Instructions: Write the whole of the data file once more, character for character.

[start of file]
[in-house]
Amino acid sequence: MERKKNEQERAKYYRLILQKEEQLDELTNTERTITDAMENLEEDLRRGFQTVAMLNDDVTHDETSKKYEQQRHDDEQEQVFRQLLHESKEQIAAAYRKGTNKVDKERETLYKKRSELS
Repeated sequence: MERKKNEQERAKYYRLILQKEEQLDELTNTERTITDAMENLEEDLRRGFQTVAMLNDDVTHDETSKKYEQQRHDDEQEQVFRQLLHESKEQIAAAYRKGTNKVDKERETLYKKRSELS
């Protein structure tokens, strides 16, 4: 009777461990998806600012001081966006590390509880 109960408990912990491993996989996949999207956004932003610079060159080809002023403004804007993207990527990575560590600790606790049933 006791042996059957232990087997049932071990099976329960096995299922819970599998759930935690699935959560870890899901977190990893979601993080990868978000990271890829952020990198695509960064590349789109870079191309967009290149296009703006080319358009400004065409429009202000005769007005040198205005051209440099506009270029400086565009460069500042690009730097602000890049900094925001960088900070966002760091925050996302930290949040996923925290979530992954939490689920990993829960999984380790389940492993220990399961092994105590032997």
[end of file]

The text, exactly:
[in-house]
Amino acid sequence: MERKKNEQERAKYYRLILQKEEQLDELTNTERTITDAMENLEEDLRRGFQTVAMLNDDVTHDETSKKYEQQRHDDEQEQVFRQLLHESKEQIAAAYRKGTNKVDKERETLYKKRSELS
Repeated sequence: MERKKNEQERAKYYRLILQKEEQLDELTNTERTITDAMENLEEDLRRGFQTVAMLNDDVTHDETSKKYEQQRHDDEQEQVFRQLLHESKEQIAAAYRKGTNKVDKERETLYKKRSELS
């Protein structure tokens, strides 16, 4: 009777461990998806600012001081966006590390509880 109960408990912990491993996989996949999207956004932003610079060159080809002023403004804007993207990527990575560590600790606790049933 006791042996059957232990087997049932071990099976329960096995299922819970599998759930935690699935959560870890899901977190990893979601993080990868978000990271890829952020990198695509960064590349789109870079191309967009290149296009703006080319358009400004065409429009202000005769007005040198205005051209440099506009270029400086565009460069500042690009730097602000890049900094925001960088900070966002760091925050996302930290949040996923925290979530992954939490689920990993829960999984380790389940492993220990399961092994105590032997």